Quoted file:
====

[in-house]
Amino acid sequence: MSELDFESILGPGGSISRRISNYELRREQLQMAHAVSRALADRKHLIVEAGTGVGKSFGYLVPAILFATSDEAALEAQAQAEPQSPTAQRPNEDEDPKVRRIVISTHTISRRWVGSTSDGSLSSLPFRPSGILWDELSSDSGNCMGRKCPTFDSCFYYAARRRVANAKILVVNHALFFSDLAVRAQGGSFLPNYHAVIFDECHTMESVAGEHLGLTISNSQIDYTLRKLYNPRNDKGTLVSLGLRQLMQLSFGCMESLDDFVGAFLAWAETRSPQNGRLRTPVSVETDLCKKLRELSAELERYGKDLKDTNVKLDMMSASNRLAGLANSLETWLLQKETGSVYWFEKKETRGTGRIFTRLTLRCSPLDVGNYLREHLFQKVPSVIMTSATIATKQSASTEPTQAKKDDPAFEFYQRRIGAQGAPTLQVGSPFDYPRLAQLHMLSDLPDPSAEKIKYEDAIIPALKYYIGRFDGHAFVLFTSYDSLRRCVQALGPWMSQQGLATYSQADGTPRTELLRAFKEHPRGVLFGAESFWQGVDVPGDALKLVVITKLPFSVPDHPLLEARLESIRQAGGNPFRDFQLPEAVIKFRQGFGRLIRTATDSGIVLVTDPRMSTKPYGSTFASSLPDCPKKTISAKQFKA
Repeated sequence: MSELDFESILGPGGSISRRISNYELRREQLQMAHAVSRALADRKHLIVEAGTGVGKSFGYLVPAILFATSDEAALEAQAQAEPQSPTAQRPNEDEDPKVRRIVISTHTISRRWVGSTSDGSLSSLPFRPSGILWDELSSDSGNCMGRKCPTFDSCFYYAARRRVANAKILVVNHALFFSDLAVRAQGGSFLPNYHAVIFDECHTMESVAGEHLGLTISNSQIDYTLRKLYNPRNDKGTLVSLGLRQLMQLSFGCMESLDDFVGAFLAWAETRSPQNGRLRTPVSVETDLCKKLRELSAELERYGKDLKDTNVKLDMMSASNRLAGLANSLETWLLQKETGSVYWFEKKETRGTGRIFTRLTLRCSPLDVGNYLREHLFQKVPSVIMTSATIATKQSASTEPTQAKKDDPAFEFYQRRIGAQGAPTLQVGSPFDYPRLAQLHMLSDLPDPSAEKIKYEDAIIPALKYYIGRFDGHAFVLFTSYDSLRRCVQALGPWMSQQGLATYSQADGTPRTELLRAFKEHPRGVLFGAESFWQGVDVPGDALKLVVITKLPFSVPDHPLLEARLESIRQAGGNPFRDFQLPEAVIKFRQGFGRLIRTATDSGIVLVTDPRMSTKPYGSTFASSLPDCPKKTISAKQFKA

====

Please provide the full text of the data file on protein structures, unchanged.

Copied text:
[in-house]
Amino acid sequence: MSELDFESILGPGGSISRRISNYELRREQLQMAHAVSRALADRKHLIVEAGTGVGKSFGYLVPAILFATSDEAALEAQAQAEPQSPTAQRPNEDEDPKVRRIVISTHTISRRWVGSTSDGSLSSLPFRPSGILWDELSSDSGNCMGRKCPTFDSCFYYAARRRVANAKILVVNHALFFSDLAVRAQGGSFLPNYHAVIFDECHTMESVAGEHLGLTISNSQIDYTLRKLYNPRNDKGTLVSLGLRQLMQLSFGCMESLDDFVGAFLAWAETRSPQNGRLRTPVSVETDLCKKLRELSAELERYGKDLKDTNVKLDMMSASNRLAGLANSLETWLLQKETGSVYWFEKKETRGTGRIFTRLTLRCSPLDVGNYLREHLFQKVPSVIMTSATIATKQSASTEPTQAKKDDPAFEFYQRRIGAQGAPTLQVGSPFDYPRLAQLHMLSDLPDPSAEKIKYEDAIIPALKYYIGRFDGHAFVLFTSYDSLRRCVQALGPWMSQQGLATYSQADGTPRTELLRAFKEHPRGVLFGAESFWQGVDVPGDALKLVVITKLPFSVPDHPLLEARLESIRQAGGNPFRDFQLPEAVIKFRQGFGRLIRTATDSGIVLVTDPRMSTKPYGSTFASSLPDCPKKTISAKQFKA
Repeated sequence: MSELDFESILGPGGSISRRISNYELRREQLQMAHAVSRALADRKHLIVEAGTGVGKSFGYLVPAILFATSDEAALEAQAQAEPQSPTAQRPNEDEDPKVRRIVISTHTISRRWVGSTSDGSLSSLPFRPSGILWDELSSDSGNCMGRKCPTFDSCFYYAARRRVANAKILVVNHALFFSDLAVRAQGGSFLPNYHAVIFDECHTMESVAGEHLGLTISNSQIDYTLRKLYNPRNDKGTLVSLGLRQLMQLSFGCMESLDDFVGAFLAWAETRSPQNGRLRTPVSVETDLCKKLRELSAELERYGKDLKDTNVKLDMMSASNRLAGLANSLETWLLQKETGSVYWFEKKETRGTGRIFTRLTLRCSPLDVGNYLREHLFQKVPSVIMTSATIATKQSASTEPTQAKKDDPAFEFYQRRIGAQGAPTLQVGSPFDYPRLAQLHMLSDLPDPSAEKIKYEDAIIPALKYYIGRFDGHAFVLFTSYDSLRRCVQALGPWMSQQGLATYSQADGTPRTELLRAFKEHPRGVLFGAESFWQGVDVPGDALKLVVITKLPFSVPDHPLLEARLESIRQAGGNPFRDFQLPEAVIKFRQGFGRLIRTATDSGIVLVTDPRMSTKPYGSTFASSLPDCPKKTISAKQFKA